Fifa president Sepp Blatter has admitted that Qatar’s selection to host the 2022 World Cup “may well have been a mistake.”
The oil-rich Middle Eastern nation won the right to host the competition in December 2010.
And ever since then, fears have been mounting that it is simply too hot in Qatar to hold the most important football tournament of all there.
There are major fears that the searing summer heat- which frequently rises well above 40 degrees- will be dangerous for players and fans alike.
Qatar was quick to insist that by 2022 they would have figured out how to keep the World Cup cool. But their mooted ideas seemed hair-brained at best, and the temperature is rising within the football community as the tournament inches slowly closer.
Blatter now agrees that “it may well have been a mistake” to award Qatar the World Cup in the first place, but he insists that there can be no going back.
His solution is to force Qatar to host the tournament in their winter, and this notion is likely to be put to a vote by Fifa in the near future.
Blatter has flip-flopped from his original stance that Qatar must propose a winter World Cup themselves, to his new belief that a winter World Cup in 2022 is more or less inevitable.
Ever the opportunist, he now champions the idea of a winter World Cup as evidence of Fifa’s global outlook. And says it is unfair to the rest of the world to insists that the tournament takes place exclusively to suit the Northern Hemisphere’s football calendar.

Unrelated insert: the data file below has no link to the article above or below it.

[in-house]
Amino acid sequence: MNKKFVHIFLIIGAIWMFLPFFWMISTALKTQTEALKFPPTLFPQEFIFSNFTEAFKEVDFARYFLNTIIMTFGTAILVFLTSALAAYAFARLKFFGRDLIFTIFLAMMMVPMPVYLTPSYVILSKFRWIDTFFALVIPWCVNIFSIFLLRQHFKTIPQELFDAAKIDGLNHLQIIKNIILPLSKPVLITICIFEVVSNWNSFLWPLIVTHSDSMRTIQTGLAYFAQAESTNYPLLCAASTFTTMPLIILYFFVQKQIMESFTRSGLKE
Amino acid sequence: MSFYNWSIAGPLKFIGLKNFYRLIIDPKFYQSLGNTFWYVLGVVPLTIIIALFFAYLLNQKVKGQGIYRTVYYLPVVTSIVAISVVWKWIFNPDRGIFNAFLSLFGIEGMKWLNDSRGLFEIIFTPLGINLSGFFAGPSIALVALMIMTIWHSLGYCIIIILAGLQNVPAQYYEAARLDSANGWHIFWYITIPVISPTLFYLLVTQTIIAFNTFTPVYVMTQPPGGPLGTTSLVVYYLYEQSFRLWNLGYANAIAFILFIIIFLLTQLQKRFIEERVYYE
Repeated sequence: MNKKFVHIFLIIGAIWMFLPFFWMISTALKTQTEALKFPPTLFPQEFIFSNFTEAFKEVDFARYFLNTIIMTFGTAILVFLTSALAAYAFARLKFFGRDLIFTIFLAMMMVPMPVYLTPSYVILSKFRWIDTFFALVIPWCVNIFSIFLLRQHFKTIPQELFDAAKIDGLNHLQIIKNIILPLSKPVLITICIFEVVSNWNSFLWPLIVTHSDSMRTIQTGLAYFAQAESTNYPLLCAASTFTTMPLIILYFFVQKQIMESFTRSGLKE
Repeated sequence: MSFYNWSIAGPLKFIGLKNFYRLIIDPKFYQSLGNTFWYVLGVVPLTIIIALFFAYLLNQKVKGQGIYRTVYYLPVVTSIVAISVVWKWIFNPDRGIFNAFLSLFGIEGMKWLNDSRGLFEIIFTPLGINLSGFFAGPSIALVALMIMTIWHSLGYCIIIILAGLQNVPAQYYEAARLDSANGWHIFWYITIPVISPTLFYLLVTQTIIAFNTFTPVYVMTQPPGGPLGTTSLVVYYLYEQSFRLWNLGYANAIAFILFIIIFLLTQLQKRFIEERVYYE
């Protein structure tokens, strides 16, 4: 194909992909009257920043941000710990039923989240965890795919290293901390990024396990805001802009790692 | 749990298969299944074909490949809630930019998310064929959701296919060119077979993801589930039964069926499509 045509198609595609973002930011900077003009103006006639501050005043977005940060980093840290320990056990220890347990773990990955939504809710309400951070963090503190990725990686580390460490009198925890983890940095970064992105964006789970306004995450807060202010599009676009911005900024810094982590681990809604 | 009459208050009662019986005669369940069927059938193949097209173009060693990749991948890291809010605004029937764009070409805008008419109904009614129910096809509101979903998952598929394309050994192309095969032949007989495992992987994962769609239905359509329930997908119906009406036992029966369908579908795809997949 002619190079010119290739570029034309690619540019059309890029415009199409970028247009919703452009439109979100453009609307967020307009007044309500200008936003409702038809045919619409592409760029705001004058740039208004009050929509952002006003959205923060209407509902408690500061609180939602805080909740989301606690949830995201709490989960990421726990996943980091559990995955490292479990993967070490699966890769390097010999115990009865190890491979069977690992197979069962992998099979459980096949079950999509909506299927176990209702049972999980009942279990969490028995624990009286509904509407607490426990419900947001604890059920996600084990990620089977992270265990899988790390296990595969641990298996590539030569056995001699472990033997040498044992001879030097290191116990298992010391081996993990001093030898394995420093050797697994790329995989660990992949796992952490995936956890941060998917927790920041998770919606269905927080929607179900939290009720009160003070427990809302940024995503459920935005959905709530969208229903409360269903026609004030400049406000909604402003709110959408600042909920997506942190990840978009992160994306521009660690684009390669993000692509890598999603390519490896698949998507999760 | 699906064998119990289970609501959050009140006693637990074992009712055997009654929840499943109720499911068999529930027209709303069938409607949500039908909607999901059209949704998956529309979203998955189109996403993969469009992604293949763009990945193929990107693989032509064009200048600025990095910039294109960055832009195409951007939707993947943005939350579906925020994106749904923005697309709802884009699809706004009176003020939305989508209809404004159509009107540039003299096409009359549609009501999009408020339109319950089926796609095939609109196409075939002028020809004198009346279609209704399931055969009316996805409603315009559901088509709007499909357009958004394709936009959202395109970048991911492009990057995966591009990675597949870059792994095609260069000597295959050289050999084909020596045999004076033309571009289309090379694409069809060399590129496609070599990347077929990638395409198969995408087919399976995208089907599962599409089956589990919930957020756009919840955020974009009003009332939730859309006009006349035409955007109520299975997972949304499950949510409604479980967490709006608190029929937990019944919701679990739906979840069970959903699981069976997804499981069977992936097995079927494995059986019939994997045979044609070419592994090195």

"If we maintain, rigidly, the status quo, then a Fifa World Cup can never be played in countries that are south of the equator or indeed near the equator," Blatter told Inside World Football.
"We automatically discriminate against countries that have different seasons than we do in Europe.
“I think it is high time that Europe starts to understand that we do not rule the world any more, and that some former European imperial powers can no longer impress their will on to others in far-away places."
Blatter’s new ‘anti-European’ stance will only increase the perception that he is gearing up for a battle over the Fifa presidency with Uefa president Michel Platini.
Meanwhile, the timing of the Qatar World Cup looks set to cause a major legal battle.
Domestic leagues like the English Premier dead set against rearranging their own calendars as the result of what Blatter now thinks “may well have been a mistake,” and while there is still a long time for them to plan for the eventuality, English football in particular does not seem likely to simply allow Blatter to have his cake and eat it.